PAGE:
I have been dealing with lineup changes in this band since the very beginning. It never changes my direction or my vision for the band. This is a labor of love. It’s not for everybody. We don’t make any money, and it is very expensive to be in a touring band. So we usually lose band members directly after we have toured. It’s just not for everybody and you never realize just how difficult touring is until you’ve done it. It takes a special kind of crazy to do this and make no money at it. I’m that kind of crazy.
In that sense, I have to mention the way “Doc” entered the band, that feels that in a way all fits together in the end. Was it a no-brainer choice for him to play the bass? If I’m correct, he didn’t play bass in the album right?
That is correct. He hasn’t even been playing bass for a year yet. It wasn’t a no brainer at all to have him join the band. If anything it was a big risk. It took one major drunken discussion to get the ball rolling with the idea and then we had many serious conversations afterward to see if it was really a possibility. For me, I never wanted Doc to feel regret for spending less time in the Hospital and with his family. But he has done things in a way that a lot of people should these days. He has secured his future financially with decades of hard work and now he is living his dream to perform on stage without that overwhelming financial stress that most musicians have. He has taken the bull by the horns and has grown so much over the last year as a bass player and entertainer.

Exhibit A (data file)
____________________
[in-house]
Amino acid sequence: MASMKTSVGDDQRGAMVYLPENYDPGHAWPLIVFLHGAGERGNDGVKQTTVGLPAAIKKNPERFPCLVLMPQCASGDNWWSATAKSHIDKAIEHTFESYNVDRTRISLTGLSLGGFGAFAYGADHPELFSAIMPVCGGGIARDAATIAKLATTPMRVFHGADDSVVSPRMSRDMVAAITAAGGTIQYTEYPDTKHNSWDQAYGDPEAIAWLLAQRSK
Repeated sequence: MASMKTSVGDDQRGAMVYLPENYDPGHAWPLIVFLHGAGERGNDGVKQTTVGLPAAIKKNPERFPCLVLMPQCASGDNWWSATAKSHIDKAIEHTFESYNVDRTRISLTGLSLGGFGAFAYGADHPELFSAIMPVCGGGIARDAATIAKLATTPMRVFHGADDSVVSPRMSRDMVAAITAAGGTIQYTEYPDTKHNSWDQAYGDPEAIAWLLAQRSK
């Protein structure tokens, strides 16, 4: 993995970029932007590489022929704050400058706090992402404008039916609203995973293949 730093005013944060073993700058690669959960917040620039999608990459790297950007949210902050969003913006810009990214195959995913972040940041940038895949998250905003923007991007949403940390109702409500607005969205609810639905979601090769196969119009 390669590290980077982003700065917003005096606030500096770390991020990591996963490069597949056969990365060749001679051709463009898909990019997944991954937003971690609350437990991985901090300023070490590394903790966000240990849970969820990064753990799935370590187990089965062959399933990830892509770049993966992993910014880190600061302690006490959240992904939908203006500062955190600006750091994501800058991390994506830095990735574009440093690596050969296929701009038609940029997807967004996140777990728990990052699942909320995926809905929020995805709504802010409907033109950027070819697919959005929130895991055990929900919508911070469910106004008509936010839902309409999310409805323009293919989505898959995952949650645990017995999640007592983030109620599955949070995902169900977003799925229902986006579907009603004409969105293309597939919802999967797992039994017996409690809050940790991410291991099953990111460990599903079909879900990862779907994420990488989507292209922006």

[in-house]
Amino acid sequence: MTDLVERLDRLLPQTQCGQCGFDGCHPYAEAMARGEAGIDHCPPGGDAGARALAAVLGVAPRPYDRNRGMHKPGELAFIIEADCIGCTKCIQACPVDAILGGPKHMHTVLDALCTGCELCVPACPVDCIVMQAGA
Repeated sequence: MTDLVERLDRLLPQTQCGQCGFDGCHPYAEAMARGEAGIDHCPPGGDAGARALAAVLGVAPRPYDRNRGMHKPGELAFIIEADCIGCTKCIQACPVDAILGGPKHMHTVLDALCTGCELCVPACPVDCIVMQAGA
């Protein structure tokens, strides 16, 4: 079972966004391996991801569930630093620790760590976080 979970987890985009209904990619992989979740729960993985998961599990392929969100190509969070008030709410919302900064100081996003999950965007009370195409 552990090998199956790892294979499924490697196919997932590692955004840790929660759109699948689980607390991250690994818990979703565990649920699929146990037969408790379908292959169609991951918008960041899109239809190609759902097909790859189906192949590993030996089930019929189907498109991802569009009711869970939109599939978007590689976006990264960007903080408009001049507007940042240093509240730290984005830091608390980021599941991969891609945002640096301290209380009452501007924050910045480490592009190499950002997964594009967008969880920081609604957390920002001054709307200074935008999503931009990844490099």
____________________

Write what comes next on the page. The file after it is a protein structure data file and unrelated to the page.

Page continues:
The album was released in October… in what respects live promotion, you’ve been busy? When can we expect an invasion in Europe by you guys?
Since the release of the album we have done a west coast US tour with Korpiklaani, and Arkona. We have played a San Diego show in support of The 3 Tremors first US tour. We have played the Wacken Winter Nights festival in Germany, and the Cernunnos Pagan Fest in France. We are preparing for a 4 day tour with Ashes of Ares and are looking to get back to Europe by the end of the year.
The U.S.A. isn’t the more expected destination to have a folk/pagan metal band. I bet that is something you hear a lot… Where do your major influences came from? If you’ll had to point out, what would you say that were Helsott’s primal inspiration?